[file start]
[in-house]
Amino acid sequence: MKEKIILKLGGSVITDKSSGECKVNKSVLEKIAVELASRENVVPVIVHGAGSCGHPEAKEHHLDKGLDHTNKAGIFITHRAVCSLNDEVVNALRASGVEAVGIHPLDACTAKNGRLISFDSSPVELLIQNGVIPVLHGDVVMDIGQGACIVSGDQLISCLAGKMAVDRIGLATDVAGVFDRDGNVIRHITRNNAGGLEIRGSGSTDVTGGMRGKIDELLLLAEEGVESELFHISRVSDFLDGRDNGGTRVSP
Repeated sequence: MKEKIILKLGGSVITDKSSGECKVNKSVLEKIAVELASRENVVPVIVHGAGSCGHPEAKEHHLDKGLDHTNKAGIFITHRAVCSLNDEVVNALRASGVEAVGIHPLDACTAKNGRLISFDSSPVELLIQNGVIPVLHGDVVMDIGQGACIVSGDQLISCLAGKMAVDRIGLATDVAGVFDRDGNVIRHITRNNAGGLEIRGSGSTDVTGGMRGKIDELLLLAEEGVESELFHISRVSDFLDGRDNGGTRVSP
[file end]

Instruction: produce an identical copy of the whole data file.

[in-house]
Amino acid sequence: MKEKIILKLGGSVITDKSSGECKVNKSVLEKIAVELASRENVVPVIVHGAGSCGHPEAKEHHLDKGLDHTNKAGIFITHRAVCSLNDEVVNALRASGVEAVGIHPLDACTAKNGRLISFDSSPVELLIQNGVIPVLHGDVVMDIGQGACIVSGDQLISCLAGKMAVDRIGLATDVAGVFDRDGNVIRHITRNNAGGLEIRGSGSTDVTGGMRGKIDELLLLAEEGVESELFHISRVSDFLDGRDNGGTRVSP
Repeated sequence: MKEKIILKLGGSVITDKSSGECKVNKSVLEKIAVELASRENVVPVIVHGAGSCGHPEAKEHHLDKGLDHTNKAGIFITHRAVCSLNDEVVNALRASGVEAVGIHPLDACTAKNGRLISFDSSPVELLIQNGVIPVLHGDVVMDIGQGACIVSGDQLISCLAGKMAVDRIGLATDVAGVFDRDGNVIRHITRNNAGGLEIRGSGSTDVTGGMRGKIDELLLLAEEGVESELFHISRVSDFLDGRDNGGTRVSP